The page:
Settling the Staggered Board Debate

There are two starkly different sides to the heated debate over staggered boards. On one are those who argue, based in part on work by Professors Lucian Bebchuk and Alma Cohen, that the staggered board is value decreasing because it enables the entrenchment of inefficient directors and management. On the other side are proponents of the exact opposite argument, based in part on work by Professors Martijn Cremers, Lubomir Litov, and Simone Sepe and on the views of lawyer Martin Lipton, that the staggered board increases firm value because it allows directors to bargain for higher takeover premiums and to have an undisturbed long-term investment strategy. These important and careful studies and this debate have driven recent law review policy proposals calling for either banning the staggered board or making it mandatory for all companies. Studies finding negative wealth effects of a staggered board have also undergirded a campaign by the Harvard Law School Shareholder Rights Project to push publicly-traded companies in the S&P 500 to eliminate their staggered boards.

In Settling the Staggered Board Debate, forthcoming in the University of Pennsylvania Law Review, we show that, empirically, neither side of the debate is right. The article gives clarity to the policy arguments and provides novel estimation results on the effects of a staggered board on firm value. Our empirical analysis builds on prior studies employing different estimations and shows that, contrary to the prior, major studies, a staggered board has no significant effect on firm value.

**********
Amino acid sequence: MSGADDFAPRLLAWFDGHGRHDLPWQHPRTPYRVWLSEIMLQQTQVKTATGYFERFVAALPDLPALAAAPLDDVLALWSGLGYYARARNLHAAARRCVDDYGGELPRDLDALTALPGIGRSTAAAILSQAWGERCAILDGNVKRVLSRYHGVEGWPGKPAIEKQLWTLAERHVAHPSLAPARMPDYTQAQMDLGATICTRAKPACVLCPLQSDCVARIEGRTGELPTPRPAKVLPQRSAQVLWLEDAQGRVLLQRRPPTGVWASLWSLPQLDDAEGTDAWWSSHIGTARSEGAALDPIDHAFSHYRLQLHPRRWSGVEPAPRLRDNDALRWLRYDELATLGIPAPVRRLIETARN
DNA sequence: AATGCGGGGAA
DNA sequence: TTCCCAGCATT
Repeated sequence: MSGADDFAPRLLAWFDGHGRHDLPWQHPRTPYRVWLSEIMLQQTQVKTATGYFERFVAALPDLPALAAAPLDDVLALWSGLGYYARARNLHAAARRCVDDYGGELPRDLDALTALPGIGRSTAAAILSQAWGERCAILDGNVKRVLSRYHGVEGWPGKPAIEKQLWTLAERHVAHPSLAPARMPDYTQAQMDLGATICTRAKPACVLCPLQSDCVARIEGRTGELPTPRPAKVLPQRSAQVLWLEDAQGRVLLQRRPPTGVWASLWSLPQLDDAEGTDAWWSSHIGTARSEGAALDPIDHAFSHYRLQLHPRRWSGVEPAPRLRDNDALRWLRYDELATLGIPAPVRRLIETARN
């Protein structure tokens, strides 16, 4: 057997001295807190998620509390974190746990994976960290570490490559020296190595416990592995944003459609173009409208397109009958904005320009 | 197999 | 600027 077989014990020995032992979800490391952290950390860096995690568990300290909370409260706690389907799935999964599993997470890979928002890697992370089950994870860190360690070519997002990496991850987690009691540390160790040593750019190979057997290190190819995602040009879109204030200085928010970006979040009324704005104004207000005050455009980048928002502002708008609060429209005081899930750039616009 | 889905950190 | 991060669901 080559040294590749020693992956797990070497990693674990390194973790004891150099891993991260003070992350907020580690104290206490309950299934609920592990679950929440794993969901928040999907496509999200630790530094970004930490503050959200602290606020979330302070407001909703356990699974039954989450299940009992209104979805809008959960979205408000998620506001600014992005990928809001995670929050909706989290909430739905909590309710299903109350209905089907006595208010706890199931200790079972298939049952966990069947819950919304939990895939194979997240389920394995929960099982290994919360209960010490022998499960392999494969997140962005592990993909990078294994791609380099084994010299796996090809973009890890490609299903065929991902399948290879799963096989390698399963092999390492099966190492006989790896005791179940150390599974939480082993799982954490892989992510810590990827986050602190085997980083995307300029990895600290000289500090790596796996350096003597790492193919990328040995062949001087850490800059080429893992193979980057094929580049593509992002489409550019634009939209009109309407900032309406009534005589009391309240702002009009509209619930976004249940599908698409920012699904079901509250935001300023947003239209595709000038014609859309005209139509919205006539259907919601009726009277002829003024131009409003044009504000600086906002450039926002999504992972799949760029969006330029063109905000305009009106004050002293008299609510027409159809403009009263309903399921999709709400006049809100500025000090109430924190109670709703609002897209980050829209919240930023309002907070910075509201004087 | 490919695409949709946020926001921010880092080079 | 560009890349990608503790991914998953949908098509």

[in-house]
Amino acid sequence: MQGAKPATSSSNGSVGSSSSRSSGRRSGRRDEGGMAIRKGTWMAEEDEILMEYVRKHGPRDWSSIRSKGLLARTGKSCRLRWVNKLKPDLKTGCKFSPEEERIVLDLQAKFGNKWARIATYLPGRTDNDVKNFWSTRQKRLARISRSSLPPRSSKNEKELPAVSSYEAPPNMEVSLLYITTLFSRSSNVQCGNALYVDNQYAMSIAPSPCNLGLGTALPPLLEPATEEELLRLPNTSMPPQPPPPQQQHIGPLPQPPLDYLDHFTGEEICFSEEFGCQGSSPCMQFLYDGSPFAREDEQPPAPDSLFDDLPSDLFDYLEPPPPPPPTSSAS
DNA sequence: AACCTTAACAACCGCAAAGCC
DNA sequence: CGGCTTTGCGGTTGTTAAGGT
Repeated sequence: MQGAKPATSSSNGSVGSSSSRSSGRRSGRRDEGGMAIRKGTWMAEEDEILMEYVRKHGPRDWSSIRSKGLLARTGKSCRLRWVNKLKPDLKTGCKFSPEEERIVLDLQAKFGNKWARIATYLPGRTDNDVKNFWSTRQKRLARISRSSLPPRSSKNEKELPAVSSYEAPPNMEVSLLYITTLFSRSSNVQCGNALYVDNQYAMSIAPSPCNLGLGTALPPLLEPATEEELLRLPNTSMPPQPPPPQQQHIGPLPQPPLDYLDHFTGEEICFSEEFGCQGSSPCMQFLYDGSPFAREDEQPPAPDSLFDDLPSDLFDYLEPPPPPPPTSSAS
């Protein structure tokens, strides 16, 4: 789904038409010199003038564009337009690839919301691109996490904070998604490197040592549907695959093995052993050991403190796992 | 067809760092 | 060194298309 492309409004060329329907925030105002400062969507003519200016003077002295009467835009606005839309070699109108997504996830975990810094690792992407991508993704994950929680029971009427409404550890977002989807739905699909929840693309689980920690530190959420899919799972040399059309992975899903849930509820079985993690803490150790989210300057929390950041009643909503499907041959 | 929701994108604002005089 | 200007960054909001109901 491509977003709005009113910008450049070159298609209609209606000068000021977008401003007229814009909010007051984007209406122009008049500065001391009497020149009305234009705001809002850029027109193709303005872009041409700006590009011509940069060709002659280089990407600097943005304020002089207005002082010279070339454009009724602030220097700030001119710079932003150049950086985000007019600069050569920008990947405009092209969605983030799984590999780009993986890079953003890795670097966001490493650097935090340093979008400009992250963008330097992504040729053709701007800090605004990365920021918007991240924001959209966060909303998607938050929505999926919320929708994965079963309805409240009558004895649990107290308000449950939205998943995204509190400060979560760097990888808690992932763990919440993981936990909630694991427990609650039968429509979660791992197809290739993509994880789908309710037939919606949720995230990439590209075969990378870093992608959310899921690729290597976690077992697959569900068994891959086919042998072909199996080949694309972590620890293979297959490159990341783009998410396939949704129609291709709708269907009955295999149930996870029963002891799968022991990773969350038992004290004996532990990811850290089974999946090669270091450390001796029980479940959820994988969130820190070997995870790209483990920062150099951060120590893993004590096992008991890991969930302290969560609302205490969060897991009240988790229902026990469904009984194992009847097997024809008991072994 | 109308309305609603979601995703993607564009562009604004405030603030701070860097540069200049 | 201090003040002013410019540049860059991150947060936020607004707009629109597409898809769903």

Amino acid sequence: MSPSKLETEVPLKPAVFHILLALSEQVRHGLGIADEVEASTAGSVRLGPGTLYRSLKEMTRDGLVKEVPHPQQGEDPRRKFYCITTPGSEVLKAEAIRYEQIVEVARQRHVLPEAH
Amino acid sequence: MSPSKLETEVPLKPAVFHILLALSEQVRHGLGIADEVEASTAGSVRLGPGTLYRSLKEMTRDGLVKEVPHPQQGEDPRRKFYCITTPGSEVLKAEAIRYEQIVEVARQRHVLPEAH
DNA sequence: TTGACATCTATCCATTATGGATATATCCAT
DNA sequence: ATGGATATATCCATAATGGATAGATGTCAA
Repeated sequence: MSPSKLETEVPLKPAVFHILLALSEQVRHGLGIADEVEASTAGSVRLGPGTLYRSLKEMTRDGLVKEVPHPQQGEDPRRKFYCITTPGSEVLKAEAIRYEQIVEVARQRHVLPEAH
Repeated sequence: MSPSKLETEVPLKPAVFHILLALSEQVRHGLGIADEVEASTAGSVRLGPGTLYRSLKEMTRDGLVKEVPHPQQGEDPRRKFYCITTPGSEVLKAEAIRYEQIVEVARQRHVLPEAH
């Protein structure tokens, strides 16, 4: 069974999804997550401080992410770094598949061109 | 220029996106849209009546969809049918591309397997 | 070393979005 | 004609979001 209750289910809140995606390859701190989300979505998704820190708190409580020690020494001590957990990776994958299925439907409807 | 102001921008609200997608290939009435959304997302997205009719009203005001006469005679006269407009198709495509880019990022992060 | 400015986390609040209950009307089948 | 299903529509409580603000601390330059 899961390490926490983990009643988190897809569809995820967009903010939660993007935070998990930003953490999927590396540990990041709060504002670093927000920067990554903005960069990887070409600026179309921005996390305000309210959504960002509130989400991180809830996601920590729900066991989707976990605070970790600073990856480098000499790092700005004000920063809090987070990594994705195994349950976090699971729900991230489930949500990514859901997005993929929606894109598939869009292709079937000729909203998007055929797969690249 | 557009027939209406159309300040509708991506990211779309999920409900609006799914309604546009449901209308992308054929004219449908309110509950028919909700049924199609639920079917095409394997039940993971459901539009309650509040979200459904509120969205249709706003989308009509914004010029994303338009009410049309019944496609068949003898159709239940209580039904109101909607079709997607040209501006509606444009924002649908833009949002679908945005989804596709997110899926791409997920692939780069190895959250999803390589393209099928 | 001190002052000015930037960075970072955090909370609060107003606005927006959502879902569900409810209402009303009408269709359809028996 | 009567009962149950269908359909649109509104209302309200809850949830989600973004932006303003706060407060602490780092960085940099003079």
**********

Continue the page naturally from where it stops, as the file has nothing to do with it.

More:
Those studies, including one by professors Bebchuk and Cohen, do not include important explanatory variables in their analyses that affect firm value and at the same time are correlated with the presence or absence of a staggered board. As a result, the studies have inappropriately attributed a lower firm value to the presence of the staggered board instead of to these omitted variables. Using data compiled by Institutional Shareholder Services and its predecessors, we examine the effect of a staggered board on up to 2,961 firms over 23 years for a total of up to 27,016 firm-years. Our initial results, using the model in the prominent study by Bebchuk and Cohen, show that firm value is negatively affected by a staggered board, which is consistent with their results even though their study ended in 2002 while ours ends in 2013. However, the effect of a staggered board becomes insignificant once related explanatory variables are included in our analysis. In particular, we find that the link between negative firm value and a staggered board becomes insignificant once we include in the model an entrenchment index of other corporate governance measures developed by Bebchuk, Cohen, and Ferrell. The index is positively correlated with the incidence of the firm having a staggered board and itself has strong negative effect on firm value. This leads to the conclusion that the effects of a staggered board on firm value are driven by other variables and not by the staggered board itself.